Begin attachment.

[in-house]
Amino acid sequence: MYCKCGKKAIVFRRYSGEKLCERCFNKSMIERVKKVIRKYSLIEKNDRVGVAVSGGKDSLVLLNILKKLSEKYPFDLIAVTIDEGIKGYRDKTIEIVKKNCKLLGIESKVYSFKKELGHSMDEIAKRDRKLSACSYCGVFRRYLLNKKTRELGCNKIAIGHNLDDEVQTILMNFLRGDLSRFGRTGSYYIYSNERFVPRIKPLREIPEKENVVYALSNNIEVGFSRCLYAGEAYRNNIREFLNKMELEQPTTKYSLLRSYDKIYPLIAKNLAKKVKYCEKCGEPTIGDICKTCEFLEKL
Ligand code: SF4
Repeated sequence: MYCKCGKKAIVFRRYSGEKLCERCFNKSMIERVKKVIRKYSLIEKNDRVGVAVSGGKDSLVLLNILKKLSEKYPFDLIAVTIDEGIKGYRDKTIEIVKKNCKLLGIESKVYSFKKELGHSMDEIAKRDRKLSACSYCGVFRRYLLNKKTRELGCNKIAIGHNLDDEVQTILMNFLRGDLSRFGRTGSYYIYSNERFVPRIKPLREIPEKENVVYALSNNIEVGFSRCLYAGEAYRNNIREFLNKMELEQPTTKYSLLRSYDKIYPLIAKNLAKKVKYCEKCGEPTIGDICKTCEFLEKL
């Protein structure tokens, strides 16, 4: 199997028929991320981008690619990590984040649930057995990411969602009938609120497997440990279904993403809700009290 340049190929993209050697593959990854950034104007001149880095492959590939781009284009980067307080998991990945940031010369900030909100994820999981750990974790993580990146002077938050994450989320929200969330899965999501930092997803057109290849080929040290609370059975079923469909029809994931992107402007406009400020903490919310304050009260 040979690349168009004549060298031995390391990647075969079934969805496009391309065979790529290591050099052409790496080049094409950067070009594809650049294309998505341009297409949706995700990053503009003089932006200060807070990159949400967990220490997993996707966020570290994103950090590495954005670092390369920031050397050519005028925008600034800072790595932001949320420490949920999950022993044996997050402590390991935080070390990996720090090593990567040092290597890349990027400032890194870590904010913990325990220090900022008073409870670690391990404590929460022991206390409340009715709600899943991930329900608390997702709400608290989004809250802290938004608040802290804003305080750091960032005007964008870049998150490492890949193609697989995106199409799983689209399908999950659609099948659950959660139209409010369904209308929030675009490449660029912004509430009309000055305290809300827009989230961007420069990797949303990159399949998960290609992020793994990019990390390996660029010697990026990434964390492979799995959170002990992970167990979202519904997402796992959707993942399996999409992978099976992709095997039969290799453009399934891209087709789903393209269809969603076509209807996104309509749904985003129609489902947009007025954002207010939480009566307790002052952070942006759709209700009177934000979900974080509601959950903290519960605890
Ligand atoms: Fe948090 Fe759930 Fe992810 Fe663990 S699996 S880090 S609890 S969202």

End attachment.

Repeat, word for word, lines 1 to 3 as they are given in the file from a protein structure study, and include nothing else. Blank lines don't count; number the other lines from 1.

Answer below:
[in-house]
Amino acid sequence: MYCKCGKKAIVFRRYSGEKLCERCFNKSMIERVKKVIRKYSLIEKNDRVGVAVSGGKDSLVLLNILKKLSEKYPFDLIAVTIDEGIKGYRDKTIEIVKKNCKLLGIESKVYSFKKELGHSMDEIAKRDRKLSACSYCGVFRRYLLNKKTRELGCNKIAIGHNLDDEVQTILMNFLRGDLSRFGRTGSYYIYSNERFVPRIKPLREIPEKENVVYALSNNIEVGFSRCLYAGEAYRNNIREFLNKMELEQPTTKYSLLRSYDKIYPLIAKNLAKKVKYCEKCGEPTIGDICKTCEFLEKL
Ligand code: SF4